Meet Brooke Candy: Rapper, Stripper, Warrior
Brooke Candy's given name is Brooke Candy, and she was born on 4/20. (Trust that we used our journalistic skills to verify this information.) Her father worked behind the scenes for Hustler when she was growing up in Oxnard. If her parents are surprised that she's become a stripper and rapper who smokes a lot of weed, well, they shouldn't be.
When she opens the door of her stylist's Echo Park apartment, she's wearing a baggy sweatshirt with marijuana leaves on it, and her hair is wrapped in a doo-rag printed with dollar bills. No makeup. It's a contrast to her look in her video for "Theme Music" -- her infectious song with Detroit rapper Count Mack (below) -- in which she sports glossy magenta lips and neon green shoestrings woven through her braids, strutting in a fur coat through a car wash.
"I'm stoned right now," she imparts. A large ashtray in the middle of the table is almost full of butts, and her voice is raspy from cigarettes and weed. Candy, 23, has been "Tumblr famous" for a while now, posting photos of herself in over-the-top costumes like exaggerated platform sneakers and velvet bikinis for the past four years, alongside shots of herself with Paris Hilton or fellow female rappers like Kreayshawn and Gita. More recently, she and her stylist Seth Pratt began superimposing her pictures over cheesy backgrounds like '80s cityscapes or tropical settings.
We first encountered her, however, earlier this month in "Theme Music," which was directed by Alex2Tone. Last week it landed on World Star Hip Hop, below the fabulous headline, "New Girl Rapper Showing Aeriola [sic] In Her Music Video." It promptly racked up hundreds of thousands of views and a long string of comments, most of them negative.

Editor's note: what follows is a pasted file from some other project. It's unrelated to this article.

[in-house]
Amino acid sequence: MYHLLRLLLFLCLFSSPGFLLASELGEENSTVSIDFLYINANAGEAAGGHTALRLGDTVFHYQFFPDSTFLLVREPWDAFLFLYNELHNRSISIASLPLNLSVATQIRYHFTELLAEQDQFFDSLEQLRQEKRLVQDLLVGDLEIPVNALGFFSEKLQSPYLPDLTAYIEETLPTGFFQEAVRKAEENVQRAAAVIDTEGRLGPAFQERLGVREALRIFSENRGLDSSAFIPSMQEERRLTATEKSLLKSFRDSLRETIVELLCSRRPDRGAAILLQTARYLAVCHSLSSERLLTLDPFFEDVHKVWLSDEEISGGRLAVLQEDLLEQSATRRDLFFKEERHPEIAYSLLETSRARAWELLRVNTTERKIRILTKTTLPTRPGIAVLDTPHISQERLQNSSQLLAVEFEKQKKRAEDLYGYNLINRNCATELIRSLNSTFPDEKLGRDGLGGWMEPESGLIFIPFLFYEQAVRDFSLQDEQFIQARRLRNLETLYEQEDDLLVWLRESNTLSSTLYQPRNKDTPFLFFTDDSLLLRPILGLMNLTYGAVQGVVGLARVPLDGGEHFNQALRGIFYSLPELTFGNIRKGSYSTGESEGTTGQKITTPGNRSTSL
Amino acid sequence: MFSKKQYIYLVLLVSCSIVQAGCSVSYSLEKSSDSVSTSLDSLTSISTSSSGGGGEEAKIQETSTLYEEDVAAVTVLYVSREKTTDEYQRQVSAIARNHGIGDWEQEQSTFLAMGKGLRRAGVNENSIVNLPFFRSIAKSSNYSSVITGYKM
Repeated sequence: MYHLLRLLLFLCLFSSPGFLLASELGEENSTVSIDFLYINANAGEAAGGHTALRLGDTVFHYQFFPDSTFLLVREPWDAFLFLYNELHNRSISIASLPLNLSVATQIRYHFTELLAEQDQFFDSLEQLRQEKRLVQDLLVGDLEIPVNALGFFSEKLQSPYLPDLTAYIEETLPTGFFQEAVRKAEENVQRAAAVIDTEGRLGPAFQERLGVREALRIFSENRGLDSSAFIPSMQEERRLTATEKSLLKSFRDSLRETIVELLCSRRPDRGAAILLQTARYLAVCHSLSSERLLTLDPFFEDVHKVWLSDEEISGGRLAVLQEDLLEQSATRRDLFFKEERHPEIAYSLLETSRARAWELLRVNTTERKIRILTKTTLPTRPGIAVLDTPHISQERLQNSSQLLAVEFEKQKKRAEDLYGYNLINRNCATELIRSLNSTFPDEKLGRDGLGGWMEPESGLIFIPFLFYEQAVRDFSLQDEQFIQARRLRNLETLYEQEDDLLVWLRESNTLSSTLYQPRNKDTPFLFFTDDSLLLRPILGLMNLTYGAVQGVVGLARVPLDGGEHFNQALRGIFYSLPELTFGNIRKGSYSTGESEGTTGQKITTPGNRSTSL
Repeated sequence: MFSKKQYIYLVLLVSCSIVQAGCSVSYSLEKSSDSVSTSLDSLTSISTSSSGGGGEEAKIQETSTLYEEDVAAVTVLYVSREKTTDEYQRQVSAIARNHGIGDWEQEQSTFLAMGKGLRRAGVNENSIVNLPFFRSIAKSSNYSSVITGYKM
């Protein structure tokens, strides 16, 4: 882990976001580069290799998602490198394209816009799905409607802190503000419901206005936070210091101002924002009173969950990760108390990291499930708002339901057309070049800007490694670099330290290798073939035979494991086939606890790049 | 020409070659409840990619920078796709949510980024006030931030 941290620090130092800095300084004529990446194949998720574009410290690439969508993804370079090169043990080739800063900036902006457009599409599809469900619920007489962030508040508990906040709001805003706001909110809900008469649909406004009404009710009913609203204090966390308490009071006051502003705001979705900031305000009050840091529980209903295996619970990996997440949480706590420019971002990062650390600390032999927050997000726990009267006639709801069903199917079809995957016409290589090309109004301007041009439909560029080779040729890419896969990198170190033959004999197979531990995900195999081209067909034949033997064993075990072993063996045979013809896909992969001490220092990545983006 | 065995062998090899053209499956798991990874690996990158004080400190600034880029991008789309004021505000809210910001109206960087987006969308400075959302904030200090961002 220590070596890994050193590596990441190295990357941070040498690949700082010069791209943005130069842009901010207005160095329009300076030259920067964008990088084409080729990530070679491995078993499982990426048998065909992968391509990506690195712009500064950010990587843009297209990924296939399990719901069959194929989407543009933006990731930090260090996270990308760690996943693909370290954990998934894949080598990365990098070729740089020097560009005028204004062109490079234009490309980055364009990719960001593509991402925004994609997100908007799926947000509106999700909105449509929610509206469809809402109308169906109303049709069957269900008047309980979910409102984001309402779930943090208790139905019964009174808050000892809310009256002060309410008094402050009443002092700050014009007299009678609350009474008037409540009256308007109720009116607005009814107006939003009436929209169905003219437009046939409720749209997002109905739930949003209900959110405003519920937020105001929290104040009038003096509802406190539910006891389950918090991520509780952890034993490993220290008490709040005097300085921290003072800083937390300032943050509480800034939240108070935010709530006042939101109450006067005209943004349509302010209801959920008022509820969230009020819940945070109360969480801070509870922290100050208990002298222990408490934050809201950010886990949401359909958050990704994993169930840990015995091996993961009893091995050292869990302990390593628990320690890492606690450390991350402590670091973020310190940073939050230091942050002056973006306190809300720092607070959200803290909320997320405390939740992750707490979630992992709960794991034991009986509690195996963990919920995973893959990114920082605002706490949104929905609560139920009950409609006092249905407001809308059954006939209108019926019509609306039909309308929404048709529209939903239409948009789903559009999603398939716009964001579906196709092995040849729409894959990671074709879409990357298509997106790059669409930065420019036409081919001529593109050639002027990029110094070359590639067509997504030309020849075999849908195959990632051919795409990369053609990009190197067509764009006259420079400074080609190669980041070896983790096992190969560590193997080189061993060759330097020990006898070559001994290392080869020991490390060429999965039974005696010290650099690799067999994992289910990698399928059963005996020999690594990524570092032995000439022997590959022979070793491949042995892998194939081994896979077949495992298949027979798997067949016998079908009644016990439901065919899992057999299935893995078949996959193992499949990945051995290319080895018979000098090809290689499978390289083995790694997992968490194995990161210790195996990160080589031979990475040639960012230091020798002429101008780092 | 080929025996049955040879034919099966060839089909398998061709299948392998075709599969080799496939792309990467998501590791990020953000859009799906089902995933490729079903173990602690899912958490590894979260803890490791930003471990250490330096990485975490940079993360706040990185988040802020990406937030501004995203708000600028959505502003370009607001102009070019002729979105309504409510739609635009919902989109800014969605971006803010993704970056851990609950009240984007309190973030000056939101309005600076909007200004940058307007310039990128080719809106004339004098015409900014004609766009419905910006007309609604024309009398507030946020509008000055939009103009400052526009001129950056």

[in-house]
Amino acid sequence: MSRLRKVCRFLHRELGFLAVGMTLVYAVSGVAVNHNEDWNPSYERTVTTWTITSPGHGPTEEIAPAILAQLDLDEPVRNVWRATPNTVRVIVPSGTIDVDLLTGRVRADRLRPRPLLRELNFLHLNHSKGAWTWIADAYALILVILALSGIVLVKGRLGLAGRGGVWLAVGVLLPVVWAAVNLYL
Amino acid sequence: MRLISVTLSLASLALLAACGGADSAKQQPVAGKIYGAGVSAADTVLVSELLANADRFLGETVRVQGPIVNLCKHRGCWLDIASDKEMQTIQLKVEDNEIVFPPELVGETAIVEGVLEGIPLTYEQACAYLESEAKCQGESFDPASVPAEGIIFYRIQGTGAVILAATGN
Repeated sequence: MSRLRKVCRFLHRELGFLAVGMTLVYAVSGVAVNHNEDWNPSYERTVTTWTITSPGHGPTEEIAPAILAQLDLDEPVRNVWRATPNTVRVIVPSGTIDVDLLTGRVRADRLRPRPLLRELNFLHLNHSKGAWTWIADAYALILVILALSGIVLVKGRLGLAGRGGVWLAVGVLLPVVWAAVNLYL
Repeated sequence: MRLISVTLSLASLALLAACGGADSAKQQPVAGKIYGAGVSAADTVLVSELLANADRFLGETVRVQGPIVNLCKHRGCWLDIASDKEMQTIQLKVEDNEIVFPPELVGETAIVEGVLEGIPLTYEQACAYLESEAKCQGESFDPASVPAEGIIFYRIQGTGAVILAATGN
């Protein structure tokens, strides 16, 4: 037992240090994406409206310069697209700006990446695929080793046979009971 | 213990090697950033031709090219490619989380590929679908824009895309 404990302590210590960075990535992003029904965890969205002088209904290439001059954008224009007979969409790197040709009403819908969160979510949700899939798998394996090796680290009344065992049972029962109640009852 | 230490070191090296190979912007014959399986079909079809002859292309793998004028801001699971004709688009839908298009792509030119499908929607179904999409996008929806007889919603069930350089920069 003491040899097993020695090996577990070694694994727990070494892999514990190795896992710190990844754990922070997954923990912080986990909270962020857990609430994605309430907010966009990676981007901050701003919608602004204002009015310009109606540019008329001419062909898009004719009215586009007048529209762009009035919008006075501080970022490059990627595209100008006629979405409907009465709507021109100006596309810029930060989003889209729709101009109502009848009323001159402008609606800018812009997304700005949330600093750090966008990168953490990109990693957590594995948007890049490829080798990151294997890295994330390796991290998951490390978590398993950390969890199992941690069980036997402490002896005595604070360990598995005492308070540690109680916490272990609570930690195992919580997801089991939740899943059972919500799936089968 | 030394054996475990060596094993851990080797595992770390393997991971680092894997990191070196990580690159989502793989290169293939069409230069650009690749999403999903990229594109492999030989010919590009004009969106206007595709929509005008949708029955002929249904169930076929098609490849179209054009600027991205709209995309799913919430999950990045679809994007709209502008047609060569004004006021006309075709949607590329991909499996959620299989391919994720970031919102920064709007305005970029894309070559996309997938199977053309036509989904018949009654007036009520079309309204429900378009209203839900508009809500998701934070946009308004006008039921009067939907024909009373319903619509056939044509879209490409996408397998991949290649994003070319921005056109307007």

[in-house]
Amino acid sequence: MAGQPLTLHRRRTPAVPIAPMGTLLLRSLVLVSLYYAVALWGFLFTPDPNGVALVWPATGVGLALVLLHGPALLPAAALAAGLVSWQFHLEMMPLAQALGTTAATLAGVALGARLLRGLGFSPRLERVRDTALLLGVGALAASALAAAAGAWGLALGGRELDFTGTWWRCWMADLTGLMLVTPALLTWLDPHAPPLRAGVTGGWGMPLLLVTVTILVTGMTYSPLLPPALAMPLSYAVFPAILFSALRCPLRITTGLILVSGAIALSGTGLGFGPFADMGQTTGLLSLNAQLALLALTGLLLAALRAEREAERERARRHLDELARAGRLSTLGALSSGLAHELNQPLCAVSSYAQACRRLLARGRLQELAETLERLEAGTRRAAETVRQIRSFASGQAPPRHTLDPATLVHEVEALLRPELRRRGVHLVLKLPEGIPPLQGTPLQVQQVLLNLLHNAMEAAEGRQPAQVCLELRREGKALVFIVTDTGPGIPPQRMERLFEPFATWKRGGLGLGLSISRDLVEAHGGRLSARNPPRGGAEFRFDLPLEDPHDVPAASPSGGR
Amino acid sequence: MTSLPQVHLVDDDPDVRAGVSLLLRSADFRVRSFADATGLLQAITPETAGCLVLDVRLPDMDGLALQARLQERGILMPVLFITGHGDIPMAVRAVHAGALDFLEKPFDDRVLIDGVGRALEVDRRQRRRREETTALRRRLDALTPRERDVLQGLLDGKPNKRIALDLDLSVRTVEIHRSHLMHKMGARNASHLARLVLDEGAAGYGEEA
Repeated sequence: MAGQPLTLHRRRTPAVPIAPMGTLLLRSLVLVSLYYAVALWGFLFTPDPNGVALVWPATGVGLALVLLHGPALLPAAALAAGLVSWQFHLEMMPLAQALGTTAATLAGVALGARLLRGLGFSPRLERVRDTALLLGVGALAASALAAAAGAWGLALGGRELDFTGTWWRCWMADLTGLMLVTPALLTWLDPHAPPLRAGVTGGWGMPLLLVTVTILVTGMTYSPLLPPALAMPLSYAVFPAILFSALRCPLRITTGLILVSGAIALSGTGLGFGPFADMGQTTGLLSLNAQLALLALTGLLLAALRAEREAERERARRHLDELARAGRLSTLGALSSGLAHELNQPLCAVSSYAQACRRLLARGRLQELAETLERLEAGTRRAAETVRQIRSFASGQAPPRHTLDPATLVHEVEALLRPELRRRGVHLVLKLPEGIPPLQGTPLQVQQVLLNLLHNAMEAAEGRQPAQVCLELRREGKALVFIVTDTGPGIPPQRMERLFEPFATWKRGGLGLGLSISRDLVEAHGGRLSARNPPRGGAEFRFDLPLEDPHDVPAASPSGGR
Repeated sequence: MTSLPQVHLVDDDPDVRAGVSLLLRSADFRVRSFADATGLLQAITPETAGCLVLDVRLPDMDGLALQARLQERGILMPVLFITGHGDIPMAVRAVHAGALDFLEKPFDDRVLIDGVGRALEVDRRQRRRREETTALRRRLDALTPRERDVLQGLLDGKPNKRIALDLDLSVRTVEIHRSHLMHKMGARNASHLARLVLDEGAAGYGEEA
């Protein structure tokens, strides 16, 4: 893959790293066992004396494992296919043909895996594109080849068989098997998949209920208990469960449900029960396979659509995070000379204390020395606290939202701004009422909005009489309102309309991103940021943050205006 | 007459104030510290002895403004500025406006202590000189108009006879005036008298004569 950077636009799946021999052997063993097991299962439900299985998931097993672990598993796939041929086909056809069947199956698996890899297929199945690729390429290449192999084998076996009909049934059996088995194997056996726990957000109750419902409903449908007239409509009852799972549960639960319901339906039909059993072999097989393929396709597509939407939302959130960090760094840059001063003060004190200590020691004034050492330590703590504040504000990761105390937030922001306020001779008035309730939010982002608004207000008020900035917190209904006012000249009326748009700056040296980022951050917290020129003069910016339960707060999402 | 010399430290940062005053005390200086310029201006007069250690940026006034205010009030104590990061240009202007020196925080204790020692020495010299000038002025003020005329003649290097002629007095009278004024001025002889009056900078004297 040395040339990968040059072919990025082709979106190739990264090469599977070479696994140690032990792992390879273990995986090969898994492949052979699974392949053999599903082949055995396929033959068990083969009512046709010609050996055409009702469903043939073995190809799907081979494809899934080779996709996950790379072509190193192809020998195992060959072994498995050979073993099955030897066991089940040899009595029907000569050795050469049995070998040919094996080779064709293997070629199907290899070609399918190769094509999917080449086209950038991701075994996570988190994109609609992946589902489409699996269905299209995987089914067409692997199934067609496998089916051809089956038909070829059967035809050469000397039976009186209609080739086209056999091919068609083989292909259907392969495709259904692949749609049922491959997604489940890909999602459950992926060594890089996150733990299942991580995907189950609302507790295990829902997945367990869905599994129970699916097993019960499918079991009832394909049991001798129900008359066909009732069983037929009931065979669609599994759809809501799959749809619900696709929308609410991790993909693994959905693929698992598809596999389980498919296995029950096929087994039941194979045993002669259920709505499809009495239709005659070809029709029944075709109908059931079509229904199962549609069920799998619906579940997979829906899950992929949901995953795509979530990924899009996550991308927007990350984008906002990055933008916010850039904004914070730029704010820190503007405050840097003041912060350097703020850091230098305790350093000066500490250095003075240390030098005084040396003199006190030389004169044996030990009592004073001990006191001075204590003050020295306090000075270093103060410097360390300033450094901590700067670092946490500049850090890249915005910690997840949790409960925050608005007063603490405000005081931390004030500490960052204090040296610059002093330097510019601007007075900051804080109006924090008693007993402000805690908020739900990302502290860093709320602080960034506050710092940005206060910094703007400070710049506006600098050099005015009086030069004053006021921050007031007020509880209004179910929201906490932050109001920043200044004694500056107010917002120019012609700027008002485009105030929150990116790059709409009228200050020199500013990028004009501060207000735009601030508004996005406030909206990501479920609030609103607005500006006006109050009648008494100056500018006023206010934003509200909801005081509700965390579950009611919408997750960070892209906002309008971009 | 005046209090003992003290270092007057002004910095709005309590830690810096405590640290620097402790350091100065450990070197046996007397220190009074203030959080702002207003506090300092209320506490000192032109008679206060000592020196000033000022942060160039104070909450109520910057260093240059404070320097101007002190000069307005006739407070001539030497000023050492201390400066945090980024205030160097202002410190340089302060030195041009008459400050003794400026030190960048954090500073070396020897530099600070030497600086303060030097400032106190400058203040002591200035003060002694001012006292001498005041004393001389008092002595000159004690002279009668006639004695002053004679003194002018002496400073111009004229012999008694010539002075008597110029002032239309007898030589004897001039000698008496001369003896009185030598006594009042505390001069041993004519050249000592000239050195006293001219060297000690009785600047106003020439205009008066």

"They're so mean. I love haters. When someone hates on me, it motivates me. You're doing something right," she says. While that's typical rapper talk, we believe her, mostly because she was constantly bullied and made fun when she was younger, she says. "I grew up in the suburbs where there were cows but also tract homes with Real Housewives shit. I dressed and acted crazy, just like now."
She recalls going to work with her father, his office crammed with stacks of dildos and porn. "By the time I was 8, I was seein' that shit," she says. "That probably helped to shape my aesthetic, [which is] very over-sexualized." Her family, on the other hand, is "straight-laced." "I hang out with a bunch of faggots, and they don't get that," she says. When asked if she's gay, too, she shrugs and says she's "whatever."
Even with such a seemingly open-minded approach to sexuality, she's torn about stripping, which she started doing six months ago. At first she was in it for the money, but now believes it gives her performance experience. "You're shaking your pussy in front of a bunch of gross, disgusting guys. That's so uncomfortable and private ... If you can perform with confidence there?" she trails off and then pauses. "It's empowering, I guess, because women hold so much power in their bodies, it's crazy to have these guys by their fuckin' nuts."
Still, despite appearing topless and having a stack of money smacked against her ass in "Theme Music," she seems concerned about and careful to point out the chasm between the image she portrays and its reality. "I would never tell a girl to do, right off the bat, what I'm doing," she says.
Meanwhile, in the video for Grimes' song "Genesis" (above), Candy is dressed in an armor of sorts, wielding a sword and driving an SUV full of similarly-outfitted warrior women. You get the feeling she's trying on a bunch of personas to see which one fits best -- and sorting out which are less gratifying in practice than in theory.
"You can't just be good at one thing, especially as a woman," she says. "You have to be good at a million things. You have to be hot, a good dancer, good singer, edit your own shit. It's hard. So women who are doing it are leading the way for other women."
And as if on cue, she laughs self-consciously, and asks that we not look at her nails, which aren't done.
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